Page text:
Joseph E. Johnston Surrenders to William T. Sherman

On April 26, 1865 CSA General Joseph E. Johnston officially surrendered his Confederate Army of Tennessee to US Major General William T. Sherman at Durham Station, North Carolina.  This official surrender followed an armistice that was signed by Johnston on April 18.  The orginal surrender was not accepted by the recently inaugurated president, Andrew Johnson, because it included terms that were political in nature which had not been authorized by the Federal government.  Lieutenant General Ulysses S. Grant would travel to North Carolina and counsel Sherman on the final surrender – one which only dealt with the military capitulation of the Army of Tennessee.  Grant, not wanting to embarrass his friend, allowed Sherman to provide the terms and accept Johnston’s surrender.

The surrender of the Army of Tennessee extinguished any hope of Confederate independence.  While additional Confederate armies were still active in the Western Theater, Johnston’s Army of Tennessee was the last large organized fighting force.  This army saw bloody action at some of the most brutal battles in the west: Stones River, Chickamauga, Chattanooga (Missionary Ridge and Lookout Mountain), the Atlanta Campaign, Franklin, Nashville and the Carolinas Campaign.  It would have several commanders: Braxton Bragg, Joe Johnston and John Bell Hood.  The battles of Franklin and Nashville would decimate the proud army.  While losing more battles than it won, it was not so much due to the fighting elan of the men, but rather poor decisions made by its commanders.  Many of the most celebrated general officers of the Confederacy held important commands in this army including Patrick Cleburne, Nathan Bedford Forrest, James Longstreet, Stephen D. Lee and Alexander P. Stewart.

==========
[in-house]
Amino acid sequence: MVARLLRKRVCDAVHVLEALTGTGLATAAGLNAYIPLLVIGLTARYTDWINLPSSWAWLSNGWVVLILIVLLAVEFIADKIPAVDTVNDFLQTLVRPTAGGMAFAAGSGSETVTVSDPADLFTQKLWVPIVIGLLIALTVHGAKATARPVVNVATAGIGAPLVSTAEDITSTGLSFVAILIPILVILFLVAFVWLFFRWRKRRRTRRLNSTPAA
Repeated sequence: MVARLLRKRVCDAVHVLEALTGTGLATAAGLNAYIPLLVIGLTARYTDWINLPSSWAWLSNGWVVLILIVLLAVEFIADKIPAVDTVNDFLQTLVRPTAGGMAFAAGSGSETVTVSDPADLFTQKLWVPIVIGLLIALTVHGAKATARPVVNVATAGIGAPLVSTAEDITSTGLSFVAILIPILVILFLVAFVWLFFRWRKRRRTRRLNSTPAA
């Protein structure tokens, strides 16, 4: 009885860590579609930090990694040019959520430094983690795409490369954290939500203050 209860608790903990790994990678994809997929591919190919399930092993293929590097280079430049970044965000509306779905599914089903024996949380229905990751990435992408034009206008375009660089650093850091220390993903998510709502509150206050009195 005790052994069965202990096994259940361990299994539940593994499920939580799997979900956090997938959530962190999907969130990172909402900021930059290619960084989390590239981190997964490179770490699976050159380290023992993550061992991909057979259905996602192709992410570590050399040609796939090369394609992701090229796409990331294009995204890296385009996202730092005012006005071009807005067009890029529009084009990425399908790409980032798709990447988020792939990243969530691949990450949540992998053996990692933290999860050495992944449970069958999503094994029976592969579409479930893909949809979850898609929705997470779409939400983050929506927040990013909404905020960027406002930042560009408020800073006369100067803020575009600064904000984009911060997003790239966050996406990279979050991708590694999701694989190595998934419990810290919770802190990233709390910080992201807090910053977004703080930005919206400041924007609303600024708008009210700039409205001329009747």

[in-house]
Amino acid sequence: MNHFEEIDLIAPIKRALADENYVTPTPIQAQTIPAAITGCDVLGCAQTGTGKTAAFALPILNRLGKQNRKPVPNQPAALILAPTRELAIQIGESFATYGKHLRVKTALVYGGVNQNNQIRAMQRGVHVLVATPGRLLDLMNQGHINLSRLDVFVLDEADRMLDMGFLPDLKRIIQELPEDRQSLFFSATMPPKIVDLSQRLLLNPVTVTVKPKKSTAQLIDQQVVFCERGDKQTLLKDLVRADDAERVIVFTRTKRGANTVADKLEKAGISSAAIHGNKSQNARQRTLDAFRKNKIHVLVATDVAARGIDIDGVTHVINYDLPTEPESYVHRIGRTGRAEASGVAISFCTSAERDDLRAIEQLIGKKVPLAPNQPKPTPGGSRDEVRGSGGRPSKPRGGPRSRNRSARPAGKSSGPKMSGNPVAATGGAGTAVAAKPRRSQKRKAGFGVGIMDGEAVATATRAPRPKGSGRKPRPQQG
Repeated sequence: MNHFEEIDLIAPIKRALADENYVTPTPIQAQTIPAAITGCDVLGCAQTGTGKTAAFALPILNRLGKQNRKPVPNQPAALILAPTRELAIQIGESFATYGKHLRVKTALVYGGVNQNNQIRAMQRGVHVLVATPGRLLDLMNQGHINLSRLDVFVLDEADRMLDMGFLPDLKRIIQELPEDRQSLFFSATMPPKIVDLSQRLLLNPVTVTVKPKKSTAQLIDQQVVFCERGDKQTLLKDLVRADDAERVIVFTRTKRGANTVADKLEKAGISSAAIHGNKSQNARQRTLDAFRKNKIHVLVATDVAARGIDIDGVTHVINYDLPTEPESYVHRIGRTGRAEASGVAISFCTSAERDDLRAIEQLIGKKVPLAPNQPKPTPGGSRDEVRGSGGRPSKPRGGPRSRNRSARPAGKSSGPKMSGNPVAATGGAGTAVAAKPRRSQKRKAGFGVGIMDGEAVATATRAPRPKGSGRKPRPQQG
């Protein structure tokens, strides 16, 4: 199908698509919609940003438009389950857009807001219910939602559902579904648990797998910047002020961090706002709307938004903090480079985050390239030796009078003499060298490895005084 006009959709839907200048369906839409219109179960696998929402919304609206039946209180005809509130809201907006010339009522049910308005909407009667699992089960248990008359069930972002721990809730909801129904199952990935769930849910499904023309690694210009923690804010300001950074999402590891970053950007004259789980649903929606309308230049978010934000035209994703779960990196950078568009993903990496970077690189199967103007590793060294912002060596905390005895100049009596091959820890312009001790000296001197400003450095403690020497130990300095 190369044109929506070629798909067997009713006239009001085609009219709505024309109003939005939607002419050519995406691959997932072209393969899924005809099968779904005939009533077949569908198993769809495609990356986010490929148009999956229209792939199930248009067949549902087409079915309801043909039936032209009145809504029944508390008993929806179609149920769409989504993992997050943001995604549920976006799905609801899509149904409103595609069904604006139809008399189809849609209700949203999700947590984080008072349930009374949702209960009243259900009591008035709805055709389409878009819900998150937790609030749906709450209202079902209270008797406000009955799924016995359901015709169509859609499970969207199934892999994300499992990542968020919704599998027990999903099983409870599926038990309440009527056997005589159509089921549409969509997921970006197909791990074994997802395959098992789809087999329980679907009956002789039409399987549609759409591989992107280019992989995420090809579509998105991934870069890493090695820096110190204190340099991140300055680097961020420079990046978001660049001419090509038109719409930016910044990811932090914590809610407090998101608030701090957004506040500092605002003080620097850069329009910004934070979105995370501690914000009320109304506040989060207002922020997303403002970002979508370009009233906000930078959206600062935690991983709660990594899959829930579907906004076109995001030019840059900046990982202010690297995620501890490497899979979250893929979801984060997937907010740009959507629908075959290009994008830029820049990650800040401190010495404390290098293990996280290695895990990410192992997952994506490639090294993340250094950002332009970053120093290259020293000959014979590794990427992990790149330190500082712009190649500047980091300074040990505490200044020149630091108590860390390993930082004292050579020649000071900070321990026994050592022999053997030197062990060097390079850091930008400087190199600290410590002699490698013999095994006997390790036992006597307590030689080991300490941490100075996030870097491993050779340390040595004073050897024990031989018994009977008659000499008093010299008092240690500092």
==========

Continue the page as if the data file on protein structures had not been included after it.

About Michael Noirot

I grew up in the Central Illinois farming community, of Dunlap. Growing up, I played sports, tinkered with cars and enjoyed photography. While I did well in school, I did not become passionate about history until my early 30's. I have built a large library, of books on early America, politics and the Civil War. I am an avid reader. Fortunately, I have had plenty of opportunities to travel, over the years, and have been to most of the Civil War battlefields. I work while I travel, so more often than not, I am up, in the middle of the night, to get sunrise pictures, or I will be out until well after dark, exploring Civil War battlefields. I have other hobbies, and passions, that I really enjoy. Number one on the list would be guitar. I play my guitars on a regular basis, and enjoy the Bluegrass, and Contemporary Christian (CCM) genres. I play a style of guitar, called FLATPICKING, where using a flat pick, you play lead solos, similar to the way a fiddle would have been played during the 19th and early 20th Centuries. Laura, my wife, and I also enjoy scuba diving, travel and spending time at our property, in the country. Lastly, we spend as much time with our families, as possible. Thanks for stopping by.
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One Response to Joseph E. Johnston Surrenders to William T. Sherman

  1. JWG says:

    Just to add a few notes to this important event of the end of the American Civil War, the surrender negotiations took place at the farm of James and Nancy Bennett, which is now a North Carolina State Historic Site. Nearly 40 acres of the original farm are preserved. There is a visitor center and the reconstructed Bennett Farm.

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